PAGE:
- It implies no work on your part. It’s completely benefits-oriented and personal, asking you to put TheStreet to work… for you.
- There isn’t a vague, uninspiring “click here” command. The link is embedded in the benefit statement. And that statement is phrased as a command, so I can’t miss it.
- There is also a button—in a bright, can’t-miss red—that offers an incentive for clicking: “Save $150.” (You’ll need to test the color that works for your promotion, but here, red does well.)
- Urgency is subtly included in the CTA with “don’t wait another minute.” So it urges you to respond now without resorting to hype.
Does it fulfill the three criteria for effective calls to action? You bet:
- It offers a trial membership.
- The link and button provide implicit instructions (without going so far as to omit the CTA). It’s clear that you’re supposed to click on the link or the button.
- You’re asked to respond now: “Don’t wait another minute.”
Not only does this call to action use the same techniques that worked in direct mail, it improves on them, because there’s no bulky paragraph telling you where to find the response device and how to submit it.
With digital, you can build the response into the promotion for a seamless user experience.
CTAs may have changed over the years, but the goal hasn’t changed: Put the right message in front of the right people at the right time. It’s critical that you learn to do this well. And, of course, there’s no better way to learn than to be testing your CTAs.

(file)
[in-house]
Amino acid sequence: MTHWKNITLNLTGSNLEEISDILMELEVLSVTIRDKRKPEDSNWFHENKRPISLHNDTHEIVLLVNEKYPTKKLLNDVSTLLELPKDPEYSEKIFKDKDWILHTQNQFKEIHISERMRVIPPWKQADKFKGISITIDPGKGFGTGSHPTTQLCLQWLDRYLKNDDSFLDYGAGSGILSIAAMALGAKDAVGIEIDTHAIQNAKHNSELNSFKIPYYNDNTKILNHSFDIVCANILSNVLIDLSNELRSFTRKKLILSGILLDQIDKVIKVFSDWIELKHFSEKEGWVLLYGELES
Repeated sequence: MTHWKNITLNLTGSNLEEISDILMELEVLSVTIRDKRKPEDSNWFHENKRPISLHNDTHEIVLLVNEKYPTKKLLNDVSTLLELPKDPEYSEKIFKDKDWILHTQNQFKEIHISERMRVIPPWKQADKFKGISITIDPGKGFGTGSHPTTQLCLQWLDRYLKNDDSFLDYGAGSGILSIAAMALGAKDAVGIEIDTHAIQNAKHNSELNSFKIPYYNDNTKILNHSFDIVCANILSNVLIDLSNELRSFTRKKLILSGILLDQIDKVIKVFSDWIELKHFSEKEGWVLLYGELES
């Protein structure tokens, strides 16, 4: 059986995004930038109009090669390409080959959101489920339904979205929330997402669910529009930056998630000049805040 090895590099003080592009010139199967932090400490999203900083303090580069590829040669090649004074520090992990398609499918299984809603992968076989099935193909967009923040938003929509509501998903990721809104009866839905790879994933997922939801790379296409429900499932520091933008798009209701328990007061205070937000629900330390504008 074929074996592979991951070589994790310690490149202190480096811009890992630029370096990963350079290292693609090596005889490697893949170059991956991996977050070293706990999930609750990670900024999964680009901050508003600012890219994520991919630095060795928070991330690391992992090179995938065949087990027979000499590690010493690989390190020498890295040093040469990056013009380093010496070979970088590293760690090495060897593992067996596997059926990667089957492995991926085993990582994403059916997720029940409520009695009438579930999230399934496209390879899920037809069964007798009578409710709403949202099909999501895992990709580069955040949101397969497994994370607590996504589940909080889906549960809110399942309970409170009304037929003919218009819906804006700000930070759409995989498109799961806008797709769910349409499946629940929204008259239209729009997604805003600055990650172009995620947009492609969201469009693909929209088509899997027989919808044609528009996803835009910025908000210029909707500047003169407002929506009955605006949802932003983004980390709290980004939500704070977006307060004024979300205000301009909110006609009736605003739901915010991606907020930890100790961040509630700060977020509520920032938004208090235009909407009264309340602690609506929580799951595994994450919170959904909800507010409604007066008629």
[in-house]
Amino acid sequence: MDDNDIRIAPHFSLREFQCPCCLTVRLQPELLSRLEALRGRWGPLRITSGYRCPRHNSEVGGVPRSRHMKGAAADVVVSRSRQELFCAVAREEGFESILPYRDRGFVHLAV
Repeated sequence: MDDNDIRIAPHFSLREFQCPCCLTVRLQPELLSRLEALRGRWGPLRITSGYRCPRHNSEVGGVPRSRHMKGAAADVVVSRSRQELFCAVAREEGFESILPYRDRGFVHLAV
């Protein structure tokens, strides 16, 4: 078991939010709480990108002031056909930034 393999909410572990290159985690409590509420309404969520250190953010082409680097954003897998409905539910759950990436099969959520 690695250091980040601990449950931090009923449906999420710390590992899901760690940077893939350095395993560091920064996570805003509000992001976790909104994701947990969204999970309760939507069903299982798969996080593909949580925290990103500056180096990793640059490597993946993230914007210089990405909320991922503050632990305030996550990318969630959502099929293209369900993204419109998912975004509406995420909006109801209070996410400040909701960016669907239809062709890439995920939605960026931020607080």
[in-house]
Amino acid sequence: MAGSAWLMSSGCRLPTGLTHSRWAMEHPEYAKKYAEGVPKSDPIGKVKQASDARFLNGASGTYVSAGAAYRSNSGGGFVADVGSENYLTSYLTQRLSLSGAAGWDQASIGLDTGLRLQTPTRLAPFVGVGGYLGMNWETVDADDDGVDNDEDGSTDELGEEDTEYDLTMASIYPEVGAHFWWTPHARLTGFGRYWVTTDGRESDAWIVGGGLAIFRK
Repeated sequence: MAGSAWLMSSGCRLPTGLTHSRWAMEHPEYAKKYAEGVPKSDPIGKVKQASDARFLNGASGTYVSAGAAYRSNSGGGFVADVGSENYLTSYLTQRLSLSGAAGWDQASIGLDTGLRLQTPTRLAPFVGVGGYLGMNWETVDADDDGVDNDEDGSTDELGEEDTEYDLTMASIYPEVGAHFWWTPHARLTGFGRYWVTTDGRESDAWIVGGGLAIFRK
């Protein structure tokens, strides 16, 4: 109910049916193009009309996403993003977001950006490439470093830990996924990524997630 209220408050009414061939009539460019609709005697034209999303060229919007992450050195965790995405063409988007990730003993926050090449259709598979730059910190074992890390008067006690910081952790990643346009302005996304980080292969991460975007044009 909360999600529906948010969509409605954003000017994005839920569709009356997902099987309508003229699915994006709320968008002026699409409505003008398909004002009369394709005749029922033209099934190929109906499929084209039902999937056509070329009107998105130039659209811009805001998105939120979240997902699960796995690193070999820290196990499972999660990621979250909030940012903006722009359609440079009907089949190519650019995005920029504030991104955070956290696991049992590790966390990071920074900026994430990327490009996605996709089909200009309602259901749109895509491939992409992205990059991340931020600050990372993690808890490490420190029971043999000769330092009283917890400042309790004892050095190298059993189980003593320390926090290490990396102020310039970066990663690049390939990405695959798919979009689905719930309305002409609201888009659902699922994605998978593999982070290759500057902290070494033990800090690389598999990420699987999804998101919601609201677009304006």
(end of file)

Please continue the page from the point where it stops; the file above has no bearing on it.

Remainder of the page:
Have you got some favorite techniques for an effective call to action? Or do you struggle with telling people how to respond? Let us know in the comments below.
You could write the most effective, emotional, efficient copy for your printed marketing media, and it wouldn’t amount to anything if a call to action wasn’t clearly defined.
In written advertising, a call to action (by definition) is an imperative sentence that instructs the reader to perform a task. They’re absolutely crucial because once you’ve hooked your audience on your brand, they need to know what steps to take in order to obtain your product or service. Good call to action phrases act like a trail of breadcrumbs leading potential customers directly to your business.
Know your audience’s needs
Before you can begin writing your call to action, you have to understand what you can offer your audience and more importantly, why they need it in the first place. The best practices for accomplishing this are to identify a problem your audience can relate to and position your brand as a solution to that problem. This makes the call to action more enticing to the audience because it gives them a reason to follow your instructions.